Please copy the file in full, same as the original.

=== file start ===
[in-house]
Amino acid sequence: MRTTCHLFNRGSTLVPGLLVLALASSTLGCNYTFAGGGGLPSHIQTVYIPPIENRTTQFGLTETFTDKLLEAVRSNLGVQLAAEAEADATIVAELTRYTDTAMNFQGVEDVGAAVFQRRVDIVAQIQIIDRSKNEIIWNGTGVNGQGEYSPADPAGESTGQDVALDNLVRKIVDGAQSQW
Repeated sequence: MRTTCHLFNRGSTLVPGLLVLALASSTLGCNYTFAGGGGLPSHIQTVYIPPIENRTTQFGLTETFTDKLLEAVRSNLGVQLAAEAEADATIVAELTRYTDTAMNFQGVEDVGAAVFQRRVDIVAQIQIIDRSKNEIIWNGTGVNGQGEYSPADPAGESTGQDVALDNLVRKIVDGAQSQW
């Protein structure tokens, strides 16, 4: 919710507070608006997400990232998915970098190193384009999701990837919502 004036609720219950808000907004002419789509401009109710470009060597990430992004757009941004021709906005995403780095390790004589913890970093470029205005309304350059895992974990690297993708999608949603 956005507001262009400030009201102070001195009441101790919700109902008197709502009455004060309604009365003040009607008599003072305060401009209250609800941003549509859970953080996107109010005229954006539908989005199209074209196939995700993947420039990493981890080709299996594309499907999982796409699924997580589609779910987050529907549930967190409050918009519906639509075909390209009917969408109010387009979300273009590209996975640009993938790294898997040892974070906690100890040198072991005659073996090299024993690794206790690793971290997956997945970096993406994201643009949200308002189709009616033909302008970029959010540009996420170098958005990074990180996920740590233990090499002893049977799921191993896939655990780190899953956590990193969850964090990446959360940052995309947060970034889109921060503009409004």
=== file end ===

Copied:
[in-house]
Amino acid sequence: MRTTCHLFNRGSTLVPGLLVLALASSTLGCNYTFAGGGGLPSHIQTVYIPPIENRTTQFGLTETFTDKLLEAVRSNLGVQLAAEAEADATIVAELTRYTDTAMNFQGVEDVGAAVFQRRVDIVAQIQIIDRSKNEIIWNGTGVNGQGEYSPADPAGESTGQDVALDNLVRKIVDGAQSQW
Repeated sequence: MRTTCHLFNRGSTLVPGLLVLALASSTLGCNYTFAGGGGLPSHIQTVYIPPIENRTTQFGLTETFTDKLLEAVRSNLGVQLAAEAEADATIVAELTRYTDTAMNFQGVEDVGAAVFQRRVDIVAQIQIIDRSKNEIIWNGTGVNGQGEYSPADPAGESTGQDVALDNLVRKIVDGAQSQW
């Protein structure tokens, strides 16, 4: 919710507070608006997400990232998915970098190193384009999701990837919502 004036609720219950808000907004002419789509401009109710470009060597990430992004757009941004021709906005995403780095390790004589913890970093470029205005309304350059895992974990690297993708999608949603 956005507001262009400030009201102070001195009441101790919700109902008197709502009455004060309604009365003040009607008599003072305060401009209250609800941003549509859970953080996107109010005229954006539908989005199209074209196939995700993947420039990493981890080709299996594309499907999982796409699924997580589609779910987050529907549930967190409050918009519906639509075909390209009917969408109010387009979300273009590209996975640009993938790294898997040892974070906690100890040198072991005659073996090299024993690794206790690793971290997956997945970096993406994201643009949200308002189709009616033909302008970029959010540009996420170098958005990074990180996920740590233990090499002893049977799921191993896939655990780190899953956590990193969850964090990446959360940052995309947060970034889109921060503009409004």